Recent interviews with a hunter that discovered the body of a missing Forsyth County boy, conflict with long-standing, public comments made by the Georgia Bureau of Investigation.
After 19 years, the case remains cold.
It was at 6:50 p.m., Wednesday, Oct. 22, 1997, when Levi Frady, 11, was last seen alive. A resident noticed the boy traveling on his red bicycle down Little Mill Road, less than a mile from his home, according to a GBI timeline that took the agency seven years to produce.
Multiple sources, including House Rep. Kevin Tanner, said no one actually saw the boy being abducted. Tanner worked the case as a young deputy.
Highs that day were in the mid-60s with a low of 48 and light rain. GBI’s timeline also shows that Levi’s grandfather and other relatives found Levi’s bicycle and took it home to Levi’s mother’s house.
The boy’s mother, Marilyn Parkman, waited until after the bicycle was put back outside before reporting her son missing at 8:00 a.m. — 12 hours and 10 minutes after he was last seen — according to the timeline.
A retired Dawson County law enforcement officer said the bicycle had been wiped clean of fingerprints — including Levi’s.
Levi would have turned 30 this year. A professional age progression photo shows how he would have looked today.
It was a short 3 1/2 hours later at approximately 11:30 a.m. when a deer hunter observed Frady’s body in a rain-filled pit 14 miles, and one county away, in the Dawson Forest Wildlife Management area.
It was the opening day of deer season.
The murder of a child who loved his bicycle, playing in the creek with his cousins, his nanny’s pancakes, and playing piano remains “open and active.” This status prevents the media, the family, and the public from accessing any files on Levi Frady.
As recently as January 2012, GBI Special Agent Mitchell Posey, told CBS 46-Atlanta that he believes Frady fought an abductor and was subsequently shot three times in the back as he tried to get away.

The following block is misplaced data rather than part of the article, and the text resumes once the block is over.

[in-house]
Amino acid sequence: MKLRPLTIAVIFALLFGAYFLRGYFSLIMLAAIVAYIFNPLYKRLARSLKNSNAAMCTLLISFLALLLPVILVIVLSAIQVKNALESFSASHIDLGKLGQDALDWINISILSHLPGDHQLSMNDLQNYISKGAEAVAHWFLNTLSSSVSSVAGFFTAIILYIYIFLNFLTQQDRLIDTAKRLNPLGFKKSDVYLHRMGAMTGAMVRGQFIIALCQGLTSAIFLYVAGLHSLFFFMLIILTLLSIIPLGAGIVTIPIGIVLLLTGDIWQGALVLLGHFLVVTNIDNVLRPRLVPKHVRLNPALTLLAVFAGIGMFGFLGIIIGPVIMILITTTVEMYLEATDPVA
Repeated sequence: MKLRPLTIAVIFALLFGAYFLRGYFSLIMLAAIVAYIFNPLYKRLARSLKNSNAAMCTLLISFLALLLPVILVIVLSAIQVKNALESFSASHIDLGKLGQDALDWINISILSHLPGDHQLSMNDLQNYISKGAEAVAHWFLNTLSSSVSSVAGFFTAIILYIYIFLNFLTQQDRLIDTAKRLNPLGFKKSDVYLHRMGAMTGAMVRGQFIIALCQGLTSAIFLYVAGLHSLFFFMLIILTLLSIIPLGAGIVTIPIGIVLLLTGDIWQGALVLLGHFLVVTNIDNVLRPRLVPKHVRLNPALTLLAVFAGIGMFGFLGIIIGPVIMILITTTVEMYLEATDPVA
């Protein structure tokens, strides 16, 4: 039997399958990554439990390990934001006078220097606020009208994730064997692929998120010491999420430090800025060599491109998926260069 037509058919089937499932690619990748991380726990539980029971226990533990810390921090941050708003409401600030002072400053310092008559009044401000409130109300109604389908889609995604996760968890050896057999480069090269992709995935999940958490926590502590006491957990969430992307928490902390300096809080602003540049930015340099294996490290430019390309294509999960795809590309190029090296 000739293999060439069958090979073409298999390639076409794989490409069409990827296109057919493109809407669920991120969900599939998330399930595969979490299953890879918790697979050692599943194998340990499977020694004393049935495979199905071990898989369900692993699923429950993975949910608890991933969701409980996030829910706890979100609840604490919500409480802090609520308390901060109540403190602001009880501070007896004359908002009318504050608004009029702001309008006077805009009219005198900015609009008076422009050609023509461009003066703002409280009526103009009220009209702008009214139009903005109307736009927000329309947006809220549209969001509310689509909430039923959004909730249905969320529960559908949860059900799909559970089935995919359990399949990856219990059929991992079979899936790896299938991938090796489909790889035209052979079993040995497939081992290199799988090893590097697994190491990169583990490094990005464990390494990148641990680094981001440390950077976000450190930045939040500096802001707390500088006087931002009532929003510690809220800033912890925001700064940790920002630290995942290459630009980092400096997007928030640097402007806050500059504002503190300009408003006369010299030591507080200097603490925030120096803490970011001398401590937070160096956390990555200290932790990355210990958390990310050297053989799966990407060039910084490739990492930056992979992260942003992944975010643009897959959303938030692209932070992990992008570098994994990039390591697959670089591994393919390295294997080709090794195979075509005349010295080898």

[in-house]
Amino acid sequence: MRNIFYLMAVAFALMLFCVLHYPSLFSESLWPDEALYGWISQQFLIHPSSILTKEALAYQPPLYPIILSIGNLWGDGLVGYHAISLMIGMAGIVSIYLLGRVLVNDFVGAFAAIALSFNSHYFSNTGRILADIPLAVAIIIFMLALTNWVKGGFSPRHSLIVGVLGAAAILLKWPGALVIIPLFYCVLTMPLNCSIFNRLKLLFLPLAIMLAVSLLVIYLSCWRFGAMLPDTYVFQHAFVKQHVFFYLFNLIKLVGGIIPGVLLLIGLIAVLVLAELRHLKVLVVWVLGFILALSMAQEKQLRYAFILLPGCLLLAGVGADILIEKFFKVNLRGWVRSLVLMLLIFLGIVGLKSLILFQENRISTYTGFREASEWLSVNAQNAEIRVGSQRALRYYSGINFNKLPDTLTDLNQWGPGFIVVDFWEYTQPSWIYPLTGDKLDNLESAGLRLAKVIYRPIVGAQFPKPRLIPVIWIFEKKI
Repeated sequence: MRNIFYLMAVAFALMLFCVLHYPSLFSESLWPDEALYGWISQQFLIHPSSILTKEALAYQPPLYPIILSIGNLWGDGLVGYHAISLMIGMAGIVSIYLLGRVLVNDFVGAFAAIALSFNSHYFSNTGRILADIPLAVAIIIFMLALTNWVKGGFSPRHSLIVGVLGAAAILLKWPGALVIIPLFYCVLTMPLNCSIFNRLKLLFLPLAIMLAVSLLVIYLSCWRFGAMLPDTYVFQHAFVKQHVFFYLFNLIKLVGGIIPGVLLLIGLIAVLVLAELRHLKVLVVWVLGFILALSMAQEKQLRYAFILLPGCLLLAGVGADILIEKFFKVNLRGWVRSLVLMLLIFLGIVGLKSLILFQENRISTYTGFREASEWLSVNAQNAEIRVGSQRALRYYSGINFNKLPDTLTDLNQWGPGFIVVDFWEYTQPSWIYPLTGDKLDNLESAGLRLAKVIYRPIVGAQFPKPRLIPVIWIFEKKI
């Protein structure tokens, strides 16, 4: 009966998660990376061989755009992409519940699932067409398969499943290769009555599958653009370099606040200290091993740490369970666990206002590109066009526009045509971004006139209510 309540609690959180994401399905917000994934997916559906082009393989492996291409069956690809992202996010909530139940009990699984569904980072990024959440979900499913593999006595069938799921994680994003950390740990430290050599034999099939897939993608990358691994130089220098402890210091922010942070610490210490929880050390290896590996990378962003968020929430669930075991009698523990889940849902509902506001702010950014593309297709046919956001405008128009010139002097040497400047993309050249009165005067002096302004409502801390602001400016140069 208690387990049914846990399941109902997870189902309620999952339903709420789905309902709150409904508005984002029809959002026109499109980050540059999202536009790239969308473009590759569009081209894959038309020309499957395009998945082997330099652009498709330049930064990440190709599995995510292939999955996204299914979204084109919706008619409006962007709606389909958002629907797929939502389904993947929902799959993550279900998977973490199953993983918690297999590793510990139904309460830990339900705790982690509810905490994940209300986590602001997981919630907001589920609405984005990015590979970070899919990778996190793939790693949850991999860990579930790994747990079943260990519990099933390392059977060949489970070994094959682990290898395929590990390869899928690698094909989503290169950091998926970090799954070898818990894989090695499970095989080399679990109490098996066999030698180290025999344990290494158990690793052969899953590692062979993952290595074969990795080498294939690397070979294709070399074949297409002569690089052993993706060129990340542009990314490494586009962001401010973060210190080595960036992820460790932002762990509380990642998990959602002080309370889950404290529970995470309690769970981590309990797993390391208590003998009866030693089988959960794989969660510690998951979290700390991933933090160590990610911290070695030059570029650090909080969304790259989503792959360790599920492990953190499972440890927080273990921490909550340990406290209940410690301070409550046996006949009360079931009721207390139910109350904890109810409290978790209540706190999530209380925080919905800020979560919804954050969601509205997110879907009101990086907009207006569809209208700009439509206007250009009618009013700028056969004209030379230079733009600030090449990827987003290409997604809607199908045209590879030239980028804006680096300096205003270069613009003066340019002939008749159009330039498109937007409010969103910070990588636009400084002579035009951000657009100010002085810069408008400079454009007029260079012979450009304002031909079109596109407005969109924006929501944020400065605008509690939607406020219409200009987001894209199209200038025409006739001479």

“Levi was a fighter,” Posey said.
Family members, however, were told Levi was shot in the head, according to a Nov. 9, 1997 Atlanta Journal Constitution report.
If Frady were murdered in Dawson Forest, than Dawson County’s jurisdiction for the past 19 years would be legitimate. But, what if, Levi wasn’t murdered in Dawson Forest? What if he was killed in Forsyth County?
Eyewitness Rev. Larry Kelley of Ellijay, who first found Levi’s body, remembers things differently than what GBI has told the public.
He was the first of three hunters, in two separate parties, to walk up on the scene. It was also the first time Kelley had gone deer hunting in years because of an illness in his family. His wife encouraged him that week to take a break and enjoy some fresh air and sunshine. He thought it was a good idea and packed a lunch for the day.
He drove his truck south on Highway 9 to Dawson Forest Road and turned right. He then traveled about two miles past a faded Dawson Forest Wildlife Management sign, and past an abandoned Lockheed Martin nuclear reactor, now separated from the public by a simple chain-link fence and ‘no trespassing’ signs. The road dead-ended in a cul-de-sac, with one dirt road to the left and one to the right. The reverend took the one on the left.
News outlets at the time of the murder reported a large pool of blood near Levi’s body and his book bag nearby in some weeds.
Eighteen years later in 2015, Kelley and his wife drove an investigative reporter to the same spot where he had parked his truck that unforgettable day. While his wife waited in the vehicle, the pair stood together in a cul-de-sac of broken gravel, a graffiti-covered cement wall, and swaying Georgia pines.